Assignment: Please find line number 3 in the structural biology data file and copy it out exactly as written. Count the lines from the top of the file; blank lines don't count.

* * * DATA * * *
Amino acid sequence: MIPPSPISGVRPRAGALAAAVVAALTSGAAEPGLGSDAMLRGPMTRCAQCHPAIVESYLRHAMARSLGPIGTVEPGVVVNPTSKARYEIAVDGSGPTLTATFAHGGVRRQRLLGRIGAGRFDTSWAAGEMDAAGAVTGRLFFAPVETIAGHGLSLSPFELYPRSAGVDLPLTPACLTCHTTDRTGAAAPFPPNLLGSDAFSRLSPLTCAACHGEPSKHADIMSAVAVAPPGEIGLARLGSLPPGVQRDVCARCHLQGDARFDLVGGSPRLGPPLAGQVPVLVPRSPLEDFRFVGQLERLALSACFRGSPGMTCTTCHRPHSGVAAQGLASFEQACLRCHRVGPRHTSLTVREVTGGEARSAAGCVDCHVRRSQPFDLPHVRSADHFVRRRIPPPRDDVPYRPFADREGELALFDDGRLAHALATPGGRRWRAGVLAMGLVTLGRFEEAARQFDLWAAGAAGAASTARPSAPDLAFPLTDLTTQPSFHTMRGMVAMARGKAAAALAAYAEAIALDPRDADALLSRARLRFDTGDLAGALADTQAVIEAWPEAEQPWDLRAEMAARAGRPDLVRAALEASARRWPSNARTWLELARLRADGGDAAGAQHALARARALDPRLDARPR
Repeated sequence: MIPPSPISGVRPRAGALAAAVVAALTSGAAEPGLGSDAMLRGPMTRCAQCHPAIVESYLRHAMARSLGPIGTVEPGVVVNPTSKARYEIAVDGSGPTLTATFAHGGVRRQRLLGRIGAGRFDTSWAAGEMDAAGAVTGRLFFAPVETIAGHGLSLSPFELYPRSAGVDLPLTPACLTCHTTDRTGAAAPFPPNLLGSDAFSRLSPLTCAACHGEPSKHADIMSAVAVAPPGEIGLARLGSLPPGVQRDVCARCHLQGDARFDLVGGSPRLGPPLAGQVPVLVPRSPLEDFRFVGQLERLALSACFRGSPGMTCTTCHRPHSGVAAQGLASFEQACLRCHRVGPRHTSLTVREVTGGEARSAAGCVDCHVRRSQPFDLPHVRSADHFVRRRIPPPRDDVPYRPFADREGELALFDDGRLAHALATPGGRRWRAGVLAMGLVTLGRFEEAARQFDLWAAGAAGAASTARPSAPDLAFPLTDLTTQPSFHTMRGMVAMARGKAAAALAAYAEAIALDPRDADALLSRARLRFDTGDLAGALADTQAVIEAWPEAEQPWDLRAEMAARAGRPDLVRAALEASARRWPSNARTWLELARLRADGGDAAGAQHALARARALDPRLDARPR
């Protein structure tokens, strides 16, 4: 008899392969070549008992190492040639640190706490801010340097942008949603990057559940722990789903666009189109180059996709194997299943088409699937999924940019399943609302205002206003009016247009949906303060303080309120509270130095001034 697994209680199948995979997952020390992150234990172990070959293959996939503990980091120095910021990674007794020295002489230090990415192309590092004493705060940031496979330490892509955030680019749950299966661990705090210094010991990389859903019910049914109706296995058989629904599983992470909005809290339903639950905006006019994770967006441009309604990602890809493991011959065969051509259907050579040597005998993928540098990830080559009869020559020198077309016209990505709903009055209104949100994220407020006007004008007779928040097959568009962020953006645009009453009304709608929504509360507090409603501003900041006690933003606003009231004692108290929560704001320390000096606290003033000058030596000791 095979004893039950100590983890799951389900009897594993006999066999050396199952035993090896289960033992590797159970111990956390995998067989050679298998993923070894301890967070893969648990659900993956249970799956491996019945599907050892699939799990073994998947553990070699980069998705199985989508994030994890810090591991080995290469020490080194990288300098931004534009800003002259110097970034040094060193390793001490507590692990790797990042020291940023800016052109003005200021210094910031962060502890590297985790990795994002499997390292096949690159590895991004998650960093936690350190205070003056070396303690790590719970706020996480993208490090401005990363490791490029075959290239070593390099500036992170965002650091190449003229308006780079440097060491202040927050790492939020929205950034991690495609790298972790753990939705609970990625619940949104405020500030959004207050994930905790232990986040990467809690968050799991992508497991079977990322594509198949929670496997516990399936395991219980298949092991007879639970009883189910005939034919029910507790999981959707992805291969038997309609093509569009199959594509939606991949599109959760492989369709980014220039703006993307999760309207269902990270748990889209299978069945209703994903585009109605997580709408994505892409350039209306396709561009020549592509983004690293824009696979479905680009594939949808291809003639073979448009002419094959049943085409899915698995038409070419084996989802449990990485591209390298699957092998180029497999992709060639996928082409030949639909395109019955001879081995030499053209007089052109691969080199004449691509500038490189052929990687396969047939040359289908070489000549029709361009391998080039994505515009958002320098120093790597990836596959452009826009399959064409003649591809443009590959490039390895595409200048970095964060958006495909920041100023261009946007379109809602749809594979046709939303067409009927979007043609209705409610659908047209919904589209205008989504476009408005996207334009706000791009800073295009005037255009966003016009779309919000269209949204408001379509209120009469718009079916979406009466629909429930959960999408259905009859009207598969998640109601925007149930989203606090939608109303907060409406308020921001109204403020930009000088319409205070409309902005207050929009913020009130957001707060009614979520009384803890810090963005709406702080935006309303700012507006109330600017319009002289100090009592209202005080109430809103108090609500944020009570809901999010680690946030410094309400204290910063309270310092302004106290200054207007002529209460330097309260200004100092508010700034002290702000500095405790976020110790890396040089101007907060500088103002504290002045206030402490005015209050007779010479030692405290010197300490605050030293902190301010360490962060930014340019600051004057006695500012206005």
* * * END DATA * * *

């Protein structure tokens, strides 16, 4: 008899392969070549008992190492040639640190706490801010340097942008949603990057559940722990789903666009189109180059996709194997299943088409699937999924940019399943609302205002206003009016247009949906303060303080309120509270130095001034 697994209680199948995979997952020390992150234990172990070959293959996939503990980091120095910021990674007794020295002489230090990415192309590092004493705060940031496979330490892509955030680019749950299966661990705090210094010991990389859903019910049914109706296995058989629904599983992470909005809290339903639950905006006019994770967006441009309604990602890809493991011959065969051509259907050579040597005998993928540098990830080559009869020559020198077309016209990505709903009055209104949100994220407020006007004008007779928040097959568009962020953006645009009453009304709608929504509360507090409603501003900041006690933003606003009231004692108290929560704001320390000096606290003033000058030596000791 095979004893039950100590983890799951389900009897594993006999066999050396199952035993090896289960033992590797159970111990956390995998067989050679298998993923070894301890967070893969648990659900993956249970799956491996019945599907050892699939799990073994998947553990070699980069998705199985989508994030994890810090591991080995290469020490080194990288300098931004534009800003002259110097970034040094060193390793001490507590692990790797990042020291940023800016052109003005200021210094910031962060502890590297985790990795994002499997390292096949690159590895991004998650960093936690350190205070003056070396303690790590719970706020996480993208490090401005990363490791490029075959290239070593390099500036992170965002650091190449003229308006780079440097060491202040927050790492939020929205950034991690495609790298972790753990939705609970990625619940949104405020500030959004207050994930905790232990986040990467809690968050799991992508497991079977990322594509198949929670496997516990399936395991219980298949092991007879639970009883189910005939034919029910507790999981959707992805291969038997309609093509569009199959594509939606991949599109959760492989369709980014220039703006993307999760309207269902990270748990889209299978069945209703994903585009109605997580709408994505892409350039209306396709561009020549592509983004690293824009696979479905680009594939949808291809003639073979448009002419094959049943085409899915698995038409070419084996989802449990990485591209390298699957092998180029497999992709060639996928082409030949639909395109019955001879081995030499053209007089052109691969080199004449691509500038490189052929990687396969047939040359289908070489000549029709361009391998080039994505515009958002320098120093790597990836596959452009826009399959064409003649591809443009590959490039390895595409200048970095964060958006495909920041100023261009946007379109809602749809594979046709939303067409009927979007043609209705409610659908047209919904589209205008989504476009408005996207334009706000791009800073295009005037255009966003016009779309919000269209949204408001379509209120009469718009079916979406009466629909429930959960999408259905009859009207598969998640109601925007149930989203606090939608109303907060409406308020921001109204403020930009000088319409205070409309902005207050929009913020009130957001707060009614979520009384803890810090963005709406702080935006309303700012507006109330600017319009002289100090009592209202005080109430809103108090609500944020009570809901999010680690946030410094309400204290910063309270310092302004106290200054207007002529209460330097309260200004100092508010700034002290702000500095405790976020110790890396040089101007907060500088103002504290002045206030402490005015209050007779010479030692405290010197300490605050030293902190301010360490962060930014340019600051004057006695500012206005």